The day after the election, the British Daily
Mirror asked plaintively, “How can 59,017,382 people be so dumb?”
Not to be outdone, Russia’s
asserted that “America was
betrayed and murdered on Nov. 2, 2004. Also killed during this time of
madness were the following virtues: truth, justice, integrity, freedom,
compassion, brotherhood, tolerance, faith, hope, charity, peace, and
respect for other cultures and nations.”
While those two commentaries may be harsher than
most, their points of view appear to be widespread. A couple of weeks
before the U.S. election, a newspaper survey of public opinion in 10
countries, including Russia and Great Britain, found that respondents,
by a 2-to-1 margin, were hoping for a John Kerry victory.
In the days after the election, the television news
reports in Denmark spent hours wondering how Kerry could have lost to
Bush in what was such an easy and clear choice for the betterment of the
A Danish friend told me in an e-mail that he and
his friends watched the U.S. election returns until 5:00 in the morning.
“A lot of people here in Denmark followed the U.S. election very
intensively,” he said, “and got very disappointed” at Bush’s victory.
“The future looks pretty bleak,” another Danish
friend said. “It’s just hard to keep up the optimism with the
perspective of four more years.”
I also witnessed the reaction of European
parliamentarians who came to the U.S. as part of the Election
Observation Mission of the Organization for Security and Cooperation in
Europe (OSCE), which includes the United States as a member.
I helped coordinate the mission, and on Election
Day, I escorted about 10 observers to polling stations in Northern
Virginia. While the observers were strictly neutral during the election,
it was clear that many of them worried about four more years of Bush.
Besides Bush’s policies, some of the
parliamentarians felt that questionable U.S. election tactics, including
voter intimidation, undermined the image of popular rule in the nation
that had long been considered the world’s leading democracy.
One Albanian told me that she had struggled for
democracy for much of her life and suffered beatings by state security
forces for speaking out for freedom. During those dark days, the United
States had been the brightest beacon of hope, inspiring activists to
keep fighting, she said.
But now, in the United States, she was learning
about voter intimidation and other irregularities during a briefing at
the national call center of the Election Protection Coalition in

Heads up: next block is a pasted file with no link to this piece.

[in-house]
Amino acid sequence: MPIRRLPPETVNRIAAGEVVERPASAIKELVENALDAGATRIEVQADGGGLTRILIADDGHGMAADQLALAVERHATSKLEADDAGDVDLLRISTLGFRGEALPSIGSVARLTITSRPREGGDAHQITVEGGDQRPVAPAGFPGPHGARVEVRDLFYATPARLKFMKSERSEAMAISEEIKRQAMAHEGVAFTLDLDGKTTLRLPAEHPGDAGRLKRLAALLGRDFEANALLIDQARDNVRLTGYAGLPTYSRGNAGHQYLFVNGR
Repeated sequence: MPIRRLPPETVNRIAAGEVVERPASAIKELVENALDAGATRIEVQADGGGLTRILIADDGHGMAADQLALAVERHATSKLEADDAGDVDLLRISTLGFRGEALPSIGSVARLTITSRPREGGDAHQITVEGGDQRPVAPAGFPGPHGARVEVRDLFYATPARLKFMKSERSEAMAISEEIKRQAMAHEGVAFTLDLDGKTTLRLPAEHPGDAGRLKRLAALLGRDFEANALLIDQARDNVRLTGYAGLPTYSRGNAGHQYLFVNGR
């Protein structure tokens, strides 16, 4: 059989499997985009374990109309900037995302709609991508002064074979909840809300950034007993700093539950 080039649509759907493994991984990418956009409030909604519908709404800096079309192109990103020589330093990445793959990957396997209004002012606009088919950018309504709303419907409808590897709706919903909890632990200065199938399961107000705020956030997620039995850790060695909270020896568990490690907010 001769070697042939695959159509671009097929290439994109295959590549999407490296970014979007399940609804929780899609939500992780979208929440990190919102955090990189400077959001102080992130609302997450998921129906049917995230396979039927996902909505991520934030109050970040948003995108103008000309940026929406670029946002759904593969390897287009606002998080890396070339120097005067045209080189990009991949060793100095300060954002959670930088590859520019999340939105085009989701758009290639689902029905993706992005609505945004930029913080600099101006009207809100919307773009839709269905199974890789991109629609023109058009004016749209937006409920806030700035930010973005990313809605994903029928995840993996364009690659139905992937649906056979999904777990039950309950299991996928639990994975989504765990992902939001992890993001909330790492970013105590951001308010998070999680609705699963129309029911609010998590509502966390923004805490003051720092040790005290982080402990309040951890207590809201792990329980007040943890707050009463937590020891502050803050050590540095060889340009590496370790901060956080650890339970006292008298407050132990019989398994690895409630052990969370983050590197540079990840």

Her voice shook as she recounted reports of black
voters being challenged by Republican lawyers at polling places, of
minorities asked for two forms of identification when only one was
needed, of polling places moved to police stations in minority
precincts, of hundreds of electronic voting malfunctions, and of polling
stations lacking enough provisional ballots.
The Albanian parliamentarian, flipping through page
after page of her notes, was stunned by the bigger picture of
disenfranchisement aimed at minority voters. “How could this happen
here?” she asked me. “How could this happen in America?”
Roadblock to Progress
She also was concerned about the worldwide
consequences for democracy in Albania and elsewhere. When
anti-democratic abuses happen in the United States, they encourage
anti-democratic forces everywhere, she said.
This lesson was not missed by the OSCE observer
delegation from Belarus. As I heard from numerous sources, the primary
reason the Belarusians were so interested in observing the U.S. election
was so they could cite flaws in the American electoral system to excuse
their own lack of transparency.
Belarus is among the least democratic countries in
Europe with one of the worst human rights records. For months, Belarus
had been making statements at the OSCE’s Permanent Council in Vienna
condemning the U.S. for its lack of democracy and its failure to respect
When the New York Police Department arrested 1,821
protesters at the Republican National Convention, Belarus cited it as
proof that the United States didn’t respect fundamental freedoms,
particularly free speech and the right to assemble.
On Oct. 21, the Permanent Representative of Belarus